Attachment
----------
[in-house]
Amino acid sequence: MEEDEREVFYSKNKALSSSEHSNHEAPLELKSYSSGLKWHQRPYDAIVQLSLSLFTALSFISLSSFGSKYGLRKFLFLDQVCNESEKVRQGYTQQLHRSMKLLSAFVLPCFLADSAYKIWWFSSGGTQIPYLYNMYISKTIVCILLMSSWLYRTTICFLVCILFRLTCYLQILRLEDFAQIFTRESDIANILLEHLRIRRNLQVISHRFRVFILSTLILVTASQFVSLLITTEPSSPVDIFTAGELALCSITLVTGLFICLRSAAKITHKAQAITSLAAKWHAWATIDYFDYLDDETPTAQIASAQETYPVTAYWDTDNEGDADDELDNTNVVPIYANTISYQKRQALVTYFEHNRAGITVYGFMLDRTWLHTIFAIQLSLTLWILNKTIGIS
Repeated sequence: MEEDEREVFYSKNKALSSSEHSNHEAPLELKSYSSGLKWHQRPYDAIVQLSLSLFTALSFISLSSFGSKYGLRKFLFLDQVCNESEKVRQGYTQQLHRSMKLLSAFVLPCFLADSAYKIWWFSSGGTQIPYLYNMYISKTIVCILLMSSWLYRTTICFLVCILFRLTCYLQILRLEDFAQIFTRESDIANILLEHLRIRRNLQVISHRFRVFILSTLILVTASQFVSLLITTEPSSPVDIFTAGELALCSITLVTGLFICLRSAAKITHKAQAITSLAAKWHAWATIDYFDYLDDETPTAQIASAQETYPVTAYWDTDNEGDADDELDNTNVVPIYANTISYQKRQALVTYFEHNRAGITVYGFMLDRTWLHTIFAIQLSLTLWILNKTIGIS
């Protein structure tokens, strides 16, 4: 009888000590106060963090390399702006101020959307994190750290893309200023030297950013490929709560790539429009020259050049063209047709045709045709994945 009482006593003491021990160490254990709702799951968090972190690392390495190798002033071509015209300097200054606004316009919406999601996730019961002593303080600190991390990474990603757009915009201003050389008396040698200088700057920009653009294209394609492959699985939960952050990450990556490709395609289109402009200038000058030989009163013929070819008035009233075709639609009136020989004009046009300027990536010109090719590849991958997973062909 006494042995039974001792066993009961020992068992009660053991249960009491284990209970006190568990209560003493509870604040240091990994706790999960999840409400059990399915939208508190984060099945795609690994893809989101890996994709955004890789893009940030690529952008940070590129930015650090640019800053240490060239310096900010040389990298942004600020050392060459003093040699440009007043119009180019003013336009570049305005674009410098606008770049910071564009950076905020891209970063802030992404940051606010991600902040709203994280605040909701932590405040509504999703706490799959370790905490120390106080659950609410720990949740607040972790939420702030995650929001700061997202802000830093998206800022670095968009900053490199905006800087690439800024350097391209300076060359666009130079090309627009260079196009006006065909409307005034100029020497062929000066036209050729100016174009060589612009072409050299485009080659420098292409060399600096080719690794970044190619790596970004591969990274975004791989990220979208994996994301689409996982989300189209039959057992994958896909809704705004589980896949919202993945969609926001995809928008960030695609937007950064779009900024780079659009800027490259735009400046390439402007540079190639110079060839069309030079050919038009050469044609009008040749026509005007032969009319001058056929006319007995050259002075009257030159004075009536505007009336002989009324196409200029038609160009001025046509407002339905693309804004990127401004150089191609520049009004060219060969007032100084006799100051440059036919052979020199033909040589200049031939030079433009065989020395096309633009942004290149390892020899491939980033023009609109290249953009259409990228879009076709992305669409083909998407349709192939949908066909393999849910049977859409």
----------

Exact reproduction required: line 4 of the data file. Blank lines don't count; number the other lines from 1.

């Protein structure tokens, strides 16, 4: 009888000590106060963090390399702006101020959307994190750290893309200023030297950013490929709560790539429009020259050049063209047709045709045709994945 009482006593003491021990160490254990709702799951968090972190690392390495190798002033071509015209300097200054606004316009919406999601996730019961002593303080600190991390990474990603757009915009201003050389008396040698200088700057920009653009294209394609492959699985939960952050990450990556490709395609289109402009200038000058030989009163013929070819008035009233075709639609009136020989004009046009300027990536010109090719590849991958997973062909 006494042995039974001792066993009961020992068992009660053991249960009491284990209970006190568990209560003493509870604040240091990994706790999960999840409400059990399915939208508190984060099945795609690994893809989101890996994709955004890789893009940030690529952008940070590129930015650090640019800053240490060239310096900010040389990298942004600020050392060459003093040699440009007043119009180019003013336009570049305005674009410098606008770049910071564009950076905020891209970063802030992404940051606010991600902040709203994280605040909701932590405040509504999703706490799959370790905490120390106080659950609410720990949740607040972790939420702030995650929001700061997202802000830093998206800022670095968009900053490199905006800087690439800024350097391209300076060359666009130079090309627009260079196009006006065909409307005034100029020497062929000066036209050729100016174009060589612009072409050299485009080659420098292409060399600096080719690794970044190619790596970004591969990274975004791989990220979208994996994301689409996982989300189209039959057992994958896909809704705004589980896949919202993945969609926001995809928008960030695609937007950064779009900024780079659009800027490259735009400046390439402007540079190639110079060839069309030079050919038009050469044609009008040749026509005007032969009319001058056929006319007995050259002075009257030159004075009536505007009336002989009324196409200029038609160009001025046509407002339905693309804004990127401004150089191609520049009004060219060969007032100084006799100051440059036919052979020199033909040589200049031939030079433009065989020395096309633009942004290149390892020899491939980033023009609109290249953009259409990228879009076709992305669409083909998407349709192939949908066909393999849910049977859409």